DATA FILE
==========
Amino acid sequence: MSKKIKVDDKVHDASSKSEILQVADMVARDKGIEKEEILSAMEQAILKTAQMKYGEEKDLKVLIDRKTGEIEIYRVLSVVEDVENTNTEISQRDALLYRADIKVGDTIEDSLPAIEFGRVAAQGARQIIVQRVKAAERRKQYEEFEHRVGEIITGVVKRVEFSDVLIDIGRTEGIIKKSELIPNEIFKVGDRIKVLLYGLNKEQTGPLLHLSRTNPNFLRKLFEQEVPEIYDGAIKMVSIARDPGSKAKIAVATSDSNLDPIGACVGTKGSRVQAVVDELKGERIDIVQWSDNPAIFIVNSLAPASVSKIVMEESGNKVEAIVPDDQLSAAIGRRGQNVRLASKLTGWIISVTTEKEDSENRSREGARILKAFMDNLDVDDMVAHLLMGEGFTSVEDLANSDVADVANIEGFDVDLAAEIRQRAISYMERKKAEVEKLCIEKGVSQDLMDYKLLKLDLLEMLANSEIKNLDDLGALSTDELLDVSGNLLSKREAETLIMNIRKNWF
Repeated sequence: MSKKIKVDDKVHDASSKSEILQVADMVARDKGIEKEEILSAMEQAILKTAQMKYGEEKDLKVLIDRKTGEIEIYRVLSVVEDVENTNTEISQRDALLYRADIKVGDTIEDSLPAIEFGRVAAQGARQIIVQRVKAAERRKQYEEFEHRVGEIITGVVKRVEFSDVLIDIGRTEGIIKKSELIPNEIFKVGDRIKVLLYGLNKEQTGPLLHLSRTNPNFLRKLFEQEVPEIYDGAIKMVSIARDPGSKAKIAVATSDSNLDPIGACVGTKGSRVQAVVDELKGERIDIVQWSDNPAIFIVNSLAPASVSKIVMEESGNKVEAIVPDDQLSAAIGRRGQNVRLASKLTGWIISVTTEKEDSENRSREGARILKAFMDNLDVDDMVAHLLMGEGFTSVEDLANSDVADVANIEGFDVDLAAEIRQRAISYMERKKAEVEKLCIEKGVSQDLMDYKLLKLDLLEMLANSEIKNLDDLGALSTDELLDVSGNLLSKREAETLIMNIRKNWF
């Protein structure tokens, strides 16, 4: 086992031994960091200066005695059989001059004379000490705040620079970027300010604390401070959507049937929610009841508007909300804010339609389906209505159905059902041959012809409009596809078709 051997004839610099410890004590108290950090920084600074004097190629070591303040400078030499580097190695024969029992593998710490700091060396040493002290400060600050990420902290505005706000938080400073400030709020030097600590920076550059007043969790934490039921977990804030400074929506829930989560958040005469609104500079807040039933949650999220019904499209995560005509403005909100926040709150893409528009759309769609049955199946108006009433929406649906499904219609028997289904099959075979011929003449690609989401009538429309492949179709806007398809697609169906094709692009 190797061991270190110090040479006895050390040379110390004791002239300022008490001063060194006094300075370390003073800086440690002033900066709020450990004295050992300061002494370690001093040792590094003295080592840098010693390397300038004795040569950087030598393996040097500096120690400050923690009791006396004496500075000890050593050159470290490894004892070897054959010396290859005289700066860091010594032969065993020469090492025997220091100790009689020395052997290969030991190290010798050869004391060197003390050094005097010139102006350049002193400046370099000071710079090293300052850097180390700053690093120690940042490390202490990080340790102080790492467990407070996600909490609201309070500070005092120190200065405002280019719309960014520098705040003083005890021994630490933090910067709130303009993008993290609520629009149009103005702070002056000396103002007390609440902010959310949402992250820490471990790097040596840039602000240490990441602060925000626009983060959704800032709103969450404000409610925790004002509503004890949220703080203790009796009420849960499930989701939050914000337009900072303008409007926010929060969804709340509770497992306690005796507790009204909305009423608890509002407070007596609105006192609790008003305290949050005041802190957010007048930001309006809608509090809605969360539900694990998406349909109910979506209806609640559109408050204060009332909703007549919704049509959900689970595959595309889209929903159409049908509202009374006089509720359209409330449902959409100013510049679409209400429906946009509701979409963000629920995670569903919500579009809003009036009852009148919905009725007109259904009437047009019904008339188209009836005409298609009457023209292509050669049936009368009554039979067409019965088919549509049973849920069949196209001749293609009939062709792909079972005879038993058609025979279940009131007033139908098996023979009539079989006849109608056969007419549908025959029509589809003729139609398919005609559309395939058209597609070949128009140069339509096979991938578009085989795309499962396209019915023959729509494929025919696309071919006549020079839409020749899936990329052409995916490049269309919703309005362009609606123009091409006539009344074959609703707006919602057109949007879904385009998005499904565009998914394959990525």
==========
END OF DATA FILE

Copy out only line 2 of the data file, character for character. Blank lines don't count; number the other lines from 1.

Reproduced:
Repeated sequence: MSKKIKVDDKVHDASSKSEILQVADMVARDKGIEKEEILSAMEQAILKTAQMKYGEEKDLKVLIDRKTGEIEIYRVLSVVEDVENTNTEISQRDALLYRADIKVGDTIEDSLPAIEFGRVAAQGARQIIVQRVKAAERRKQYEEFEHRVGEIITGVVKRVEFSDVLIDIGRTEGIIKKSELIPNEIFKVGDRIKVLLYGLNKEQTGPLLHLSRTNPNFLRKLFEQEVPEIYDGAIKMVSIARDPGSKAKIAVATSDSNLDPIGACVGTKGSRVQAVVDELKGERIDIVQWSDNPAIFIVNSLAPASVSKIVMEESGNKVEAIVPDDQLSAAIGRRGQNVRLASKLTGWIISVTTEKEDSENRSREGARILKAFMDNLDVDDMVAHLLMGEGFTSVEDLANSDVADVANIEGFDVDLAAEIRQRAISYMERKKAEVEKLCIEKGVSQDLMDYKLLKLDLLEMLANSEIKNLDDLGALSTDELLDVSGNLLSKREAETLIMNIRKNWF